Dallas County concerned about jail costs with proposed Texas law – NBC 5 Dallas-Fort Worth

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Dallas County officials voiced concerns Tuesday about the cost to taxpayers for a new state immigration enforcement law already approved by the Texas Senate.

The law would make it a Class A misdemeanor with jail time to be in Texas without proper immigration status.

There are an estimated 293,000 people in Dallas County without proper status according to county officials.

“Over a quarter million people that fit this criteria for this crime would then be held up to a year in our jail,” Dallas County Judge Clay Jenkins said.

State lawmakers estimated a far lower number, 72,000 individuals would be charged with offense statewide each year. But that still suggests many extra inmates at the Dallas County jail.

Senate Bill 11, sponsored by Granbury Republican Senator Brian Birdwell, received a committee hearing in the Texas House on Monday.

“That Senate bill is just unbelievable. We only have 7,100 beds,” Dallas County Commissioner John Wiley Price said.

Just 140 of those beds were open for new inmates Tuesday to avoid releasing criminals who belong in there.

County officials have been scrambling this year to add jail capacity.  About 200 temporary beds were recently approved by state jail regulators.

That is a fraction of the number of beds Dallas County officials fear they would need if a different part of state government forces police to bring immigration violators to the jail, with no additional state money to house them.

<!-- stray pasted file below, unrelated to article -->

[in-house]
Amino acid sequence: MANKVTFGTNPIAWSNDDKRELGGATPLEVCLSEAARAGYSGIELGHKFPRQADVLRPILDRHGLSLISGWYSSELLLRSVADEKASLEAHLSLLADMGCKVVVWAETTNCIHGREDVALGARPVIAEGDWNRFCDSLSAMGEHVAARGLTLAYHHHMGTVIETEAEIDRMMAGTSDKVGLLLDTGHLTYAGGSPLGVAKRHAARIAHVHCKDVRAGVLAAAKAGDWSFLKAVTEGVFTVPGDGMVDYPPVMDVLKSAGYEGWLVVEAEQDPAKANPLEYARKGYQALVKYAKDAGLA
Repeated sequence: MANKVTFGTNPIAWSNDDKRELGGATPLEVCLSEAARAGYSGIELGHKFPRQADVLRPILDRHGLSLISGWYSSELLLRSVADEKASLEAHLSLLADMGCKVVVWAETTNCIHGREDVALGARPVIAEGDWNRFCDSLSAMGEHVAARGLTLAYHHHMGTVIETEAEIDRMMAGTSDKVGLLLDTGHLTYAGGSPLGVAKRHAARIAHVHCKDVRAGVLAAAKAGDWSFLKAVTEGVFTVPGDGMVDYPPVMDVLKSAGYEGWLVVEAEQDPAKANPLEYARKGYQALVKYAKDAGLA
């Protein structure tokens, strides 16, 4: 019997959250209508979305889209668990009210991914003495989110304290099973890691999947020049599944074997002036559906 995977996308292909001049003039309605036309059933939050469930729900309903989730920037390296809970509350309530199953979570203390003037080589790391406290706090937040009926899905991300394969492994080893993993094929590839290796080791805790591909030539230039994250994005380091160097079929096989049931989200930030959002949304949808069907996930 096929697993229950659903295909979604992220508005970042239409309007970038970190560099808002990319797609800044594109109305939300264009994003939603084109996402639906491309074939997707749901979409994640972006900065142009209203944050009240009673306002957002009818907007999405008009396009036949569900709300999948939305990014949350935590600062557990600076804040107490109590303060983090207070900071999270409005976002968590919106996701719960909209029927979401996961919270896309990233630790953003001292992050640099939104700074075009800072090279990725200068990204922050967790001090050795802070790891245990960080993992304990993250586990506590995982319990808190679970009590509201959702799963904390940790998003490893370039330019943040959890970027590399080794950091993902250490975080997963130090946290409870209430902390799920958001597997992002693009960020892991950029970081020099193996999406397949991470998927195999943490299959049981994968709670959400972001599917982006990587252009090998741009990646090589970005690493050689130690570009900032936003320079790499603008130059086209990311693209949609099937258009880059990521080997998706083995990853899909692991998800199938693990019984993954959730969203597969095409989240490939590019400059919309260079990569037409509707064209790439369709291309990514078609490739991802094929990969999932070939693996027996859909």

“It is already illegal to be in the state without authorization any way so really that extra law just punishes taxpayers all over the State of Texas,” Commissioner Elba Garcia said. “It means raising taxes because they’re not paying for the law that they’re passing. And it’s not only unfair. It’s discriminatory.”

Officials said law enforcement officers in Dallas County generally do not inquire about immigration status to foster trust with the community for cooperation in fighting violent crimes.

Commissioner Andrew Sommerman said the new law could overwhelm the criminal justice system and compromise violent crime enforcement.

“Could it be that we wind up with folks who are here trying to get a job filling our jails and as a result, we do not put murders and rapists in our jail,” Sommerman said.

County officials said that is the worst case that they fear.

Similar laws from other states have been struck down by the US Supreme Court since immigration enforcement is typically reserved for the federal government.

Supporters of the Texas proposal have said it could be different with the current Supreme Court.

A message for comment from Senator Birdwell was not returned Tuesday.

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